Despite murders, SiPort completes its radio chip for Microsoft's Zune HD media player

Last November, Jing Hua Wu, a test engineer who had been fired by his employer SiPort, walked back into the company’s headquarters in Santa Clara, Calif., and opened fire with a handgun. He allegedly killed Sid Agrawal, chief executive; Brian Pugh, vice president of operations; and Marilyn Lewis, human resources manager.

Police arrested Wu, who is awaiting trail for the triple murder. The SiPort employees were devastated by the attack, and their work understandably fell behind schedule. But through a strong effort, they still managed to finish the design for a remarkable chip: an HD Radio receiver for Microsoft Zune HD handheld media player that goes on sale today.

siport-1The SiPort chip is a single sliver of silicon that lets the Zune HD tune into HD radio signals that are broadcast in a wide variety of markets around the country. In addition to HD FM Radio music, users can use it get news, sports programming and talk shows with crystal clear digital sound — without the subscription fees of satellite radio. Microsoft is counting on the HD Radio feature to set its media apart from Apple’s iPod.

It’s an uphill battle. Microsoft has about 1 percent of the portable media player market. And HD Radio hasn’t exactlty been setting the world on fire. But that doesn’t diminish the accomplishment at SiPort, which in less than a year went from a blood-stained campus to shipping its first major chips for a marquee customer.

SiPort was founded in 2004 to put radios and high-speed digital logic on the same chip. That is easier said than done. Radio signals have a tendency to play havoc with nearby electrical circuits, causing interference. They have to be shielded in some fashion, which often requires the expense of putting them on separate chips.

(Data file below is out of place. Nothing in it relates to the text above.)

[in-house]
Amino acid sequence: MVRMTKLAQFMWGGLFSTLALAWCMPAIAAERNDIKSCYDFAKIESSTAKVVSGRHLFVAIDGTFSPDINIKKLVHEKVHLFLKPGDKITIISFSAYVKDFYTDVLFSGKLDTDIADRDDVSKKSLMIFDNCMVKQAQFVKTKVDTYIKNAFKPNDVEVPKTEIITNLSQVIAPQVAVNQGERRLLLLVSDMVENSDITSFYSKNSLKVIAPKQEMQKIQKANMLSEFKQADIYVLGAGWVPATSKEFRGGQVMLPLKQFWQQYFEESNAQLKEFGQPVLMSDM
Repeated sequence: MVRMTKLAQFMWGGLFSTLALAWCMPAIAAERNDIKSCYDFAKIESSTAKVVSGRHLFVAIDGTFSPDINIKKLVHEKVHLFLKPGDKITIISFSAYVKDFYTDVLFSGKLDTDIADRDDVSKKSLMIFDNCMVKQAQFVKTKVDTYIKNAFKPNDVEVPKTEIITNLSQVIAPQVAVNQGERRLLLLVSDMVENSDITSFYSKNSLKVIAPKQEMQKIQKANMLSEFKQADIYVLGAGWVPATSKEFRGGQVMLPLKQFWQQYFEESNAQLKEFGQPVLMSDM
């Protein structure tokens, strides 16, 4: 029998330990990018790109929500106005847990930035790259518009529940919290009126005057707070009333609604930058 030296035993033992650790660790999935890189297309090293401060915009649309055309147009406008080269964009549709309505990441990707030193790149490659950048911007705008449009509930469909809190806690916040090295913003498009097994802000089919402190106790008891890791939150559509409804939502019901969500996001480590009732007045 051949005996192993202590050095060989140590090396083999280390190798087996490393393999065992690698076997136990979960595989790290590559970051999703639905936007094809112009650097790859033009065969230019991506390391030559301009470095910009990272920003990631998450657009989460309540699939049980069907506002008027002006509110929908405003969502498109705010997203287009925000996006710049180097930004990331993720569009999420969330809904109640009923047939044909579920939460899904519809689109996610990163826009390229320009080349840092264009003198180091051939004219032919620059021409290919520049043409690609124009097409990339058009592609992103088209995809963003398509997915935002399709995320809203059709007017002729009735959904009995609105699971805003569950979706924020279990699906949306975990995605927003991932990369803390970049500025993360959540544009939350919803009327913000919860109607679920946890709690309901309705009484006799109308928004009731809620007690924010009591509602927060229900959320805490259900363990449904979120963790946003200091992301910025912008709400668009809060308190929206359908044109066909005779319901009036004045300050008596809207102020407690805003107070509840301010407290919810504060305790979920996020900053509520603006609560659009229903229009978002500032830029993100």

SiPort’s team of engineers had the “mixed signal,” or analog and digital, expertise to tackle the problem. Analog engineers are hard to find because most of them have been trained in more modern digital electronics engineering. But SiPort assembled a team of veterans to deal with multi-disciplinary problems. The skill of the team allowed the company to raise more than $32 million over two rounds of funding.

The team designed a chip with a radio-frequency receiver, with two digital processors, and other components. They did so by creating a good floor plan, or schematic of the chip layout, in an attempt to keep the noise-prone digital circuits away from the radio. They tuned a bunch of the components to strike a balance of the different engineering trade-offs, said Sunder Velamuri, vice president of marketing at SiPort, in an interview.

The team focused on keeping power consumption low and creating the best algorithms, or mathematical formulas, to squeeze out optimal radio sensitivity per watt of power. The company created its first working prototype chips in January, 2008. The chip operated on 100 milliwatts of power, while rivals were over 2 watts. But the company had no major customers and decided to move to a new generation design without going into production on the first one.